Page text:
The Clinical Research Associates promote efficient and accurate documentation and collection of data. Data audits are conducted on-site at the member institutions of the CALGB, along with their affiliates and CCOPs. These audits are performed to confirm the data reported on the clinical research forms.
Radiation Therapy Quality Assurance
The CALGB Radiation Oncology Quality Assurance Subcommittee reviews CALGB data under the auspices of the Quality Assurance Review Center (QARC) in Lincoln, Rhode Island. QARC was organized to monitor radiotherapy quality assurance programs for several cooperative groups and is supported independently of the CALGB. Today QARC provides radiotherapy quality assurance and diagnostic imaging data management to all of the National Cancer Institute (NCI) sponsored cooperative groups. These groups include CALGB, the Children's Oncology Group (COG), the Eastern Cooperative Oncology Group (ECOG), the Southwest Oncology Group (SWOG), and others. Although QARC is largely supported by grants from the NCI and NIH (National Institutes of Health), the center also contracts privately with the pharmaceutical industry so as to offer its services in clinical trials for anti-cancer drugs. Lastly, QARC maintains a strategic affiliation with the University of Massachusetts Medical School (UMMS) in Worcester, Massachusetts.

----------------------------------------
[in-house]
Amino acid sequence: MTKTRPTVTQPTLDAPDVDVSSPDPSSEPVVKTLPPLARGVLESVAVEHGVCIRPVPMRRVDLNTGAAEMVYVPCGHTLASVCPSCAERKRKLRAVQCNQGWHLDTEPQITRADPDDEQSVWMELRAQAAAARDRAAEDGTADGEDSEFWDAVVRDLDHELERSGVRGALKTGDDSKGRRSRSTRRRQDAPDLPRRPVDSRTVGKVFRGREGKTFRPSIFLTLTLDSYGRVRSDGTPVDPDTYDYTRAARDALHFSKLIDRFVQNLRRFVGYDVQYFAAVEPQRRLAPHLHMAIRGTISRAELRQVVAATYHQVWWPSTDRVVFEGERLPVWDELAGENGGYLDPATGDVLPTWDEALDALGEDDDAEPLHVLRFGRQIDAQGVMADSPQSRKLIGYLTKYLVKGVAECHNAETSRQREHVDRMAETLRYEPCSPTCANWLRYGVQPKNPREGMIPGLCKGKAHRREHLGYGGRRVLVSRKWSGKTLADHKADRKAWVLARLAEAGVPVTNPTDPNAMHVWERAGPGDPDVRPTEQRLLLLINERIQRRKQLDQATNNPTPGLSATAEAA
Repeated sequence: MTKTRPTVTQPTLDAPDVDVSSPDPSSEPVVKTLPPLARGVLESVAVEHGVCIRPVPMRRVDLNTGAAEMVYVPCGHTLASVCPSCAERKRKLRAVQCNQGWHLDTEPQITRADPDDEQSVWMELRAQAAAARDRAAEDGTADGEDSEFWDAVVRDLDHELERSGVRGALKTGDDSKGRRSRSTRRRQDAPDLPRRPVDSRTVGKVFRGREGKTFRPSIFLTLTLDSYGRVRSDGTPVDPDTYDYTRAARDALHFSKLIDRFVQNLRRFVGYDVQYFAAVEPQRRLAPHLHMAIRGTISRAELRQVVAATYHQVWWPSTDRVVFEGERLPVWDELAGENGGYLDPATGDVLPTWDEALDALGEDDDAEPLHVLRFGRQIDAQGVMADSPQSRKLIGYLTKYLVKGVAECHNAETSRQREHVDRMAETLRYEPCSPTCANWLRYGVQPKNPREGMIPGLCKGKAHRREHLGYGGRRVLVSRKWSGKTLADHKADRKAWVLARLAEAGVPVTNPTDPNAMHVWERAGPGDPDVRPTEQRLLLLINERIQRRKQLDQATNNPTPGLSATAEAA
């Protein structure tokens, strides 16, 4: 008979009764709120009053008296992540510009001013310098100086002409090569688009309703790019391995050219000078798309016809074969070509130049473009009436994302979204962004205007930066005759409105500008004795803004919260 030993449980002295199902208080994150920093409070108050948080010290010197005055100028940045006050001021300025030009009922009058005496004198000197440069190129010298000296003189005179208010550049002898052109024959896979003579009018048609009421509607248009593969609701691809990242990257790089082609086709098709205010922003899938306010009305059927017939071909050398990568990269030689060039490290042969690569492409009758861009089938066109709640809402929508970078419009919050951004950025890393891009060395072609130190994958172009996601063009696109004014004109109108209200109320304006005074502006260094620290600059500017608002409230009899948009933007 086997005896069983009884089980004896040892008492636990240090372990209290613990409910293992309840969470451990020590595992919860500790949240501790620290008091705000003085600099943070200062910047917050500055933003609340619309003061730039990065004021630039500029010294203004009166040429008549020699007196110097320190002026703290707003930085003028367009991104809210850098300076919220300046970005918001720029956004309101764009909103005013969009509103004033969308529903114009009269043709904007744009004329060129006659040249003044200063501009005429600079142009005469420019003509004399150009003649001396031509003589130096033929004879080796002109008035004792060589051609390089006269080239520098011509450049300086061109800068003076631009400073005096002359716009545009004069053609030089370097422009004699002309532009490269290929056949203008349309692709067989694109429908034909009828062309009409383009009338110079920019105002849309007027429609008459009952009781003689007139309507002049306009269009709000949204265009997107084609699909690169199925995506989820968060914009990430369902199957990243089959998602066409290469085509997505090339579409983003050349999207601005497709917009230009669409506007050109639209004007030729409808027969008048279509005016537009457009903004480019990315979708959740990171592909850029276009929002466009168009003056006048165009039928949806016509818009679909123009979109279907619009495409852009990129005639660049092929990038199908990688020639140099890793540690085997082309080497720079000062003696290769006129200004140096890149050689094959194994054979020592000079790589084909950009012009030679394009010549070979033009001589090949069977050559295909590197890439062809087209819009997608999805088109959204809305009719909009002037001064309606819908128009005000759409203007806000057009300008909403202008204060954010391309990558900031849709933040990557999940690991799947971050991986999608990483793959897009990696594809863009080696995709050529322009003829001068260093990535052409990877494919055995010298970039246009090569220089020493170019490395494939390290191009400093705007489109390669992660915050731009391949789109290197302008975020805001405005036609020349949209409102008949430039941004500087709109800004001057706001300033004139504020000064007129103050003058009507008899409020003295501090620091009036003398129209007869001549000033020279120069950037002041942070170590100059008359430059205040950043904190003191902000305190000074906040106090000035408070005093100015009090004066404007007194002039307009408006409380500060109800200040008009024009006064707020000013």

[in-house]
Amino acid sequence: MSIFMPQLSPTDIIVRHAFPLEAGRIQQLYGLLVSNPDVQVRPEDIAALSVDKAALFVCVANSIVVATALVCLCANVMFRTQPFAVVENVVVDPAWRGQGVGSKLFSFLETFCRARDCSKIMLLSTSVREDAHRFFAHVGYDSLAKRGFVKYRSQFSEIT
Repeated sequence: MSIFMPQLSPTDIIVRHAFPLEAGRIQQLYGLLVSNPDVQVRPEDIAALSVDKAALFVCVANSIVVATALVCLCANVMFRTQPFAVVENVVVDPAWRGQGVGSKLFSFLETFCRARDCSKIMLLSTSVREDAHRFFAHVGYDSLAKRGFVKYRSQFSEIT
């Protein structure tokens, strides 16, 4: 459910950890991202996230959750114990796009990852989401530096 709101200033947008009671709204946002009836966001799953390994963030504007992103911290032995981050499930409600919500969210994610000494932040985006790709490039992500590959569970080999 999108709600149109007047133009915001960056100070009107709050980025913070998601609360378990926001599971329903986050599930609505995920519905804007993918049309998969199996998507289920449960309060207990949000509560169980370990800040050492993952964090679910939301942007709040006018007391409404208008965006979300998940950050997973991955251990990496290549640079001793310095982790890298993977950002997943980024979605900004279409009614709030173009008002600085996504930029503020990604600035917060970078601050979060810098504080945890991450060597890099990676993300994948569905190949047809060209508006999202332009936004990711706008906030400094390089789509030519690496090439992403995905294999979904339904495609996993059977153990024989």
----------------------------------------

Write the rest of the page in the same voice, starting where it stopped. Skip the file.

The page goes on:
Institutional Performance Evaluation Committee
The Institutional Performance Evaluation Committee (IPEC) develops and implements standards of performance for the CALGB and reviews performance of protocol requirements and quality of data submitted by individual institutions on a semi-annual basis. The Committee evaluates institutional audit reports from the Data Audit Committee and quality control data from the Radiation Oncology Quality Assurance Subcommittee, the Surgery Quality Assurance Committee, the PET Committee, and other sources.